[Skip to Content]
[Skip to Content Landing]
June 22, 1984

Antibody Response Following Customary Use of MMR Vaccine-Reply

Author Affiliations

The University of Texas Health Science Center at San Antonio

JAMA. 1984;251(24):3223-3224. doi:10.1001/jama.1984.03340480017013

This article is only available in the PDF format. Download the PDF to view the article, as well as its associated figures and tables.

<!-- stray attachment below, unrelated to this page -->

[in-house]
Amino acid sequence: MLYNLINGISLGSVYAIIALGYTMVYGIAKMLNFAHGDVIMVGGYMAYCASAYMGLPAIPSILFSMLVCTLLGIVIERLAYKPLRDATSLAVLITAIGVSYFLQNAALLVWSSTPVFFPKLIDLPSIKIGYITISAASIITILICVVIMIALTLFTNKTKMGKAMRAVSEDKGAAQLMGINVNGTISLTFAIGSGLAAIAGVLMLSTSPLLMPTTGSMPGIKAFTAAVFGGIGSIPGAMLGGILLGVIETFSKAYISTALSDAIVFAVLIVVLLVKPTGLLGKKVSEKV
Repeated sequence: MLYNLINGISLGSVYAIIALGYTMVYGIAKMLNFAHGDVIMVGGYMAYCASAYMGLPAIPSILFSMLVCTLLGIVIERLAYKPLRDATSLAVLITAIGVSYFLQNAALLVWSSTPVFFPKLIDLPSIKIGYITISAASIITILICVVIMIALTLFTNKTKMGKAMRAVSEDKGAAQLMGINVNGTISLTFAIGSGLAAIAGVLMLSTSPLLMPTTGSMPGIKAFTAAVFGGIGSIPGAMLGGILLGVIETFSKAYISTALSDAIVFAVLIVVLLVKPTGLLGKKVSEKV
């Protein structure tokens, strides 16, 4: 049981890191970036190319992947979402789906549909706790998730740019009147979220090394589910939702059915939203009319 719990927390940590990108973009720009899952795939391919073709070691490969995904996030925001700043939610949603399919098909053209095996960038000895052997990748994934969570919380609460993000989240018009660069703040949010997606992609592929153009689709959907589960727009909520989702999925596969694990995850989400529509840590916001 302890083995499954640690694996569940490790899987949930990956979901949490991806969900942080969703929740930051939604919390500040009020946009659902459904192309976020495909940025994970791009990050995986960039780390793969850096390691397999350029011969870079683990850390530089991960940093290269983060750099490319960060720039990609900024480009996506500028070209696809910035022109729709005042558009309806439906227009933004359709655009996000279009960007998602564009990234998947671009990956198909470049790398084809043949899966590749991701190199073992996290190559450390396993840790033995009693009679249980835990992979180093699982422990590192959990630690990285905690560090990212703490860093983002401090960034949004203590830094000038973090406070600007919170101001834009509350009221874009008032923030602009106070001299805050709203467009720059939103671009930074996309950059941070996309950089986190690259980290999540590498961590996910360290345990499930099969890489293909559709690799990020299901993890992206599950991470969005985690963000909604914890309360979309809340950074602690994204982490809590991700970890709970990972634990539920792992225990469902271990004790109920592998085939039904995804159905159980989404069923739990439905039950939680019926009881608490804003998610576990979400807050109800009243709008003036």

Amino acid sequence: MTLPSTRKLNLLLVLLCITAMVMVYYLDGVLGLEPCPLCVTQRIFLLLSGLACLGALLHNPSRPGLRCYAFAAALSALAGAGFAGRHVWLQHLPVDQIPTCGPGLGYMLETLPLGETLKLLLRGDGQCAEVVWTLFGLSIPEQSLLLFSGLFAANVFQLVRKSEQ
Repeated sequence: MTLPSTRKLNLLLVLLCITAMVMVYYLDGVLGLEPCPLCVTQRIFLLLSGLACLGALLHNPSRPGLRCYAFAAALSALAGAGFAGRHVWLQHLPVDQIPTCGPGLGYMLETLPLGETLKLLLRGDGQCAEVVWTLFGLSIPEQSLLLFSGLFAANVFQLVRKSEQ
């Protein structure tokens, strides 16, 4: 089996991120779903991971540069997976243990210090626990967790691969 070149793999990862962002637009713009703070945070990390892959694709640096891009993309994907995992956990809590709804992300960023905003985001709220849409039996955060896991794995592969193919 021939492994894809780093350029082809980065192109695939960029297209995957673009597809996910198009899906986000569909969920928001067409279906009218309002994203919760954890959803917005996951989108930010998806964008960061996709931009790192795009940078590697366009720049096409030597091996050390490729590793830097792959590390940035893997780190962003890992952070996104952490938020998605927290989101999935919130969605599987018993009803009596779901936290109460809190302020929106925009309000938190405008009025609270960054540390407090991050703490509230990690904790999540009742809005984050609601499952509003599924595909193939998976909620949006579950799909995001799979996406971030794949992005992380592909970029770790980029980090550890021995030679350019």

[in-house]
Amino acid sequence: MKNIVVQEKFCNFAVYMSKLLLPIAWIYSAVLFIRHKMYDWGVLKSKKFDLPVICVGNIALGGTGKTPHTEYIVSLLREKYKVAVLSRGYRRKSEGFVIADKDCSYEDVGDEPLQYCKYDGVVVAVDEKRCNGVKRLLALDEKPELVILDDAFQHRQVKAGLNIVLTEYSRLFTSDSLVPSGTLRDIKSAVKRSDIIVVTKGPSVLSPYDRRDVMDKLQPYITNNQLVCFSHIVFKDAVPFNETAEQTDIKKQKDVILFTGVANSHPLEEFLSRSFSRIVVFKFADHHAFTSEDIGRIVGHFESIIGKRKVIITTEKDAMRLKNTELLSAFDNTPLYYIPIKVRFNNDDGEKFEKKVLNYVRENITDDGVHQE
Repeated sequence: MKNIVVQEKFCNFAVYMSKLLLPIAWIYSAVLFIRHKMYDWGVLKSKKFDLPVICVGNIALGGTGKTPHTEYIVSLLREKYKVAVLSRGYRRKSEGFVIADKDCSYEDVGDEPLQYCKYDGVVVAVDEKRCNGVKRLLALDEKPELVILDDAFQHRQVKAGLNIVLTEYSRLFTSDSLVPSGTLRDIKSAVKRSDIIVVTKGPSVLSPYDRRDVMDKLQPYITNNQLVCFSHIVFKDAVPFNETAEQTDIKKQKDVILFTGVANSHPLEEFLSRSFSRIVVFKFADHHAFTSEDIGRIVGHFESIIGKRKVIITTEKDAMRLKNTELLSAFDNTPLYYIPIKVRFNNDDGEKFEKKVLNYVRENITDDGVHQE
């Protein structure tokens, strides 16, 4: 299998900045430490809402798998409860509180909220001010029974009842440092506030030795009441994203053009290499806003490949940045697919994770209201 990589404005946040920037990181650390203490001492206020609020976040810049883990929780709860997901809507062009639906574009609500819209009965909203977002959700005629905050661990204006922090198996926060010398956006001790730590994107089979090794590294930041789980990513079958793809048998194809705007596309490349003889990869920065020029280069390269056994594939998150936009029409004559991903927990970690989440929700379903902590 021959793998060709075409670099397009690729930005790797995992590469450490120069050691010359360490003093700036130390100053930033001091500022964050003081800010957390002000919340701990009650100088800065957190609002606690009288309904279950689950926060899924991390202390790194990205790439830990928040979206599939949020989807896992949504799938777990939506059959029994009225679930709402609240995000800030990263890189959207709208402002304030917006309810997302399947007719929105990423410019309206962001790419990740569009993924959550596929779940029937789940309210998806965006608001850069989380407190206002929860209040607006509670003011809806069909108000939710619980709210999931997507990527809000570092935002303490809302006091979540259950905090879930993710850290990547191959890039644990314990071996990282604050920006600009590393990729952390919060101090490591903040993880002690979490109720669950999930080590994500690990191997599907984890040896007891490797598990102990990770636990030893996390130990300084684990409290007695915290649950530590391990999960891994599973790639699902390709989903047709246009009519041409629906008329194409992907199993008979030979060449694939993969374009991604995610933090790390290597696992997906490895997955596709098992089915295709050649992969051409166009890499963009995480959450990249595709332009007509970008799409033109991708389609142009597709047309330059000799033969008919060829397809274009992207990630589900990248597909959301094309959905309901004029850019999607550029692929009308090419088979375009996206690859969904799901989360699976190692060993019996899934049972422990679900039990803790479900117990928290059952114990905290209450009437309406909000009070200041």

In Reply.—  The "bottom line" in the evaluation of a vaccine is how it influences the disease it is intended to prevent; antibody determinations merely provide a rough guide as to what one might expect in this regard. The bottom line for rubella as well as measles and mumps vaccines looks very good. Indeed, we now talk of the "elimination" of measles and rubella.Serological assays for measuring response to immunization can be made more sensitive and, consequentlyly, increase the apparent effectiveness of the vaccine or vice versa. In our article, we tried to provide an "epidemiologic standardization" of the assays by adjusting their specificity and sensitivity using populations of known immune or susceptible persons. To suggest, however, that this could be used in lieu of the performance of the vaccine in preventing disease would be naive. The difference between our serological results and those of Dr Balfour was not